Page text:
The Live Well Blog

Healing in a World of Hurt

Josh Downs, LCSW

Our Basic Human Needs

As a therapist, I find that my children teach me a lot about my clients. I don’t mean to say that my clients are childish, only that they have the same basic emotional needs as my children. To me, that says that human needs don’t change drastically over our lifespan. This is encouraging because it tells me that instead of complicating our ideas about what we want and need out of our relationships, we can keep things simple by looking to children.

One of the lessons I’ve learned from my children is that humans need their hurt to be acknowledged by the people that matter the most to them. My daughter is known to fall down on occasion. She’ll sit where she fell, typically with tears or a moan, and ask me to kiss the ouchie and give her a hug. Thankfully, it’s usually a superficial or non-existent wound. A majority of the time, she’ll stop crying and go back to playing once my wife or I have responded to her.

I’m not a physician, but I know there are no medicinal properties in kissing a wound. I also know that for the most part, my daughter is feeling some sort of pain or discomfort—and she’s not “just being a baby.” I know she’ll be fine and up on her feet in less than a minute. But in that moment, her hurt is very real to her and that’s all she can think about.

So if her pain is real to her and my kiss and hug have no medicinal value, the healing must be coming from our interaction.

We’re kidding ourselves if we believe that adults have outgrown the need for empathy and acknowledgment when we experience emotional “ouchies” in life. Our pain is real and it often worsens the more alone we feel in our experience. We feel alone when our pain is dismissed. This may be deliberate, as when someone is feeling defensive because they’ve caused the pain. Or it may be unintentional, as when someone is trying to get us to look on the bright side or compare the pain to someone who has it worse. It can also happen when someone is trying to apologize for hurting you, but whose apology seems to be more about how horrible they feel.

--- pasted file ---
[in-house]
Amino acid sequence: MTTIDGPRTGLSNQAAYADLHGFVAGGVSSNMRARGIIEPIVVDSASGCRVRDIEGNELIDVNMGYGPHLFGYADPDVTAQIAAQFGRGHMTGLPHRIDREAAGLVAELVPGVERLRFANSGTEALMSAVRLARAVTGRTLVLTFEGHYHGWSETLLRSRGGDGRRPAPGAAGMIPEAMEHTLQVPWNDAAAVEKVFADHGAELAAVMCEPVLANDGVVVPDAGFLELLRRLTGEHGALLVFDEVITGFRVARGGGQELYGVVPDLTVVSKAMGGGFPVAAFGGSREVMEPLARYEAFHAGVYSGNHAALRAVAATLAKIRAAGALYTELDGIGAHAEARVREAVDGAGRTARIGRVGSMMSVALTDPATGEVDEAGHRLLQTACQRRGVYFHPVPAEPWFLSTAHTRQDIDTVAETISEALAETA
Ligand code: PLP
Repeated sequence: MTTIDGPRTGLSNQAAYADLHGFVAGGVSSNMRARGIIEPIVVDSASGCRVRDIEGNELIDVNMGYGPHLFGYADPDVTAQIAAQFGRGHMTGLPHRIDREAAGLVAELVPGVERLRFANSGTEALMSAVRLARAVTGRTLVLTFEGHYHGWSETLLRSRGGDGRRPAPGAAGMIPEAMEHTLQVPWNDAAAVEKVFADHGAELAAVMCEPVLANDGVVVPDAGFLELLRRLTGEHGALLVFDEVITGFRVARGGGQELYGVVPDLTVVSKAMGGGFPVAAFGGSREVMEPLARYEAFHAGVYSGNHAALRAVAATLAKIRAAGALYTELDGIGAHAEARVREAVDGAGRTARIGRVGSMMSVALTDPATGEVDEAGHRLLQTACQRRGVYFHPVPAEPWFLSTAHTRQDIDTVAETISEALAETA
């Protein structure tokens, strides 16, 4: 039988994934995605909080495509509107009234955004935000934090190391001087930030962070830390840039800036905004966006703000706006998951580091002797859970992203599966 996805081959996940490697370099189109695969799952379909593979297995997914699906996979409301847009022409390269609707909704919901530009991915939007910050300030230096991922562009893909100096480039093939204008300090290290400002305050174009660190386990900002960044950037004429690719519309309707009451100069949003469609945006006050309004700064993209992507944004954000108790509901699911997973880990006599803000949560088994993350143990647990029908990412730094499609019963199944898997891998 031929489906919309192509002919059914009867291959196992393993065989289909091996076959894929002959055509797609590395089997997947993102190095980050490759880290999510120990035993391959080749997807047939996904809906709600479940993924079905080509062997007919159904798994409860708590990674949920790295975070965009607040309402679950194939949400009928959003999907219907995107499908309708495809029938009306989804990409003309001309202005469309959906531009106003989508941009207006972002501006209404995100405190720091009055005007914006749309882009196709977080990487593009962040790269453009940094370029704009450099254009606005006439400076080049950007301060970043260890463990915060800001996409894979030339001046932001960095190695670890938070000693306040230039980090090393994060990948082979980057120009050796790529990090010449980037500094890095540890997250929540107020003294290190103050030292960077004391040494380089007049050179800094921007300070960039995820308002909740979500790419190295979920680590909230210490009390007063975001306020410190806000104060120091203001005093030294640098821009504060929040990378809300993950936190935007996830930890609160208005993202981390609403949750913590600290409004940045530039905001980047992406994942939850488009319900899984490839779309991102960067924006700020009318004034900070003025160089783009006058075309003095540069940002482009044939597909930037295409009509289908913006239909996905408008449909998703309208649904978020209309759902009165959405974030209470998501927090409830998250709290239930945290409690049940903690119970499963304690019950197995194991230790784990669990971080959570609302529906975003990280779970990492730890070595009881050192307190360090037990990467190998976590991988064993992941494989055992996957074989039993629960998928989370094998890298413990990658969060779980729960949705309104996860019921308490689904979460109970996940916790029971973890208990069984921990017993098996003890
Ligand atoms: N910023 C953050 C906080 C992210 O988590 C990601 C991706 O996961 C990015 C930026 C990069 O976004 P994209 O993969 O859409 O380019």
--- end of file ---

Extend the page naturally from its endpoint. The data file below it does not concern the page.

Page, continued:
The Antidote to Feeling Alone

The antidote to feeling alone in our hurt consists of at least two parts:

The first part is outlining our pain in the clearest way possible. When I consider the role my daughter plays in her healing, I see that she’s very specific with me about where she’s hurting. She points to it, I see it, and then I treat it. She knows if she screams at me or runs the other way in embarrassment that I can’t help. Too often we allow our hurt and pain to be packaged in anger or withdrawal, and it keeps us from getting acknowledgement from others, especially if they’re the ones who have hurt us. Although this reaction is understandable and legitimate, it will eventually have to give way to vulnerably talking about the hurt.

The second part of the antidote is up to the other person in the interaction. With my dear daughter, her healing comes from seeing that I see when she’s in pain, that I care about her being in pain, and that I won’t leave her alone. When she feels like someone she loves has entered into her universe of pain to be with her in it, she’s more likely to believe that she’ll be fine – and she gets back up.

I do my part.
She does her part.
A connection is made.

In the words of Brene Brown, “Rarely can a response make something better. What makes something better is connection.”

Originally posted on, republished with permission.

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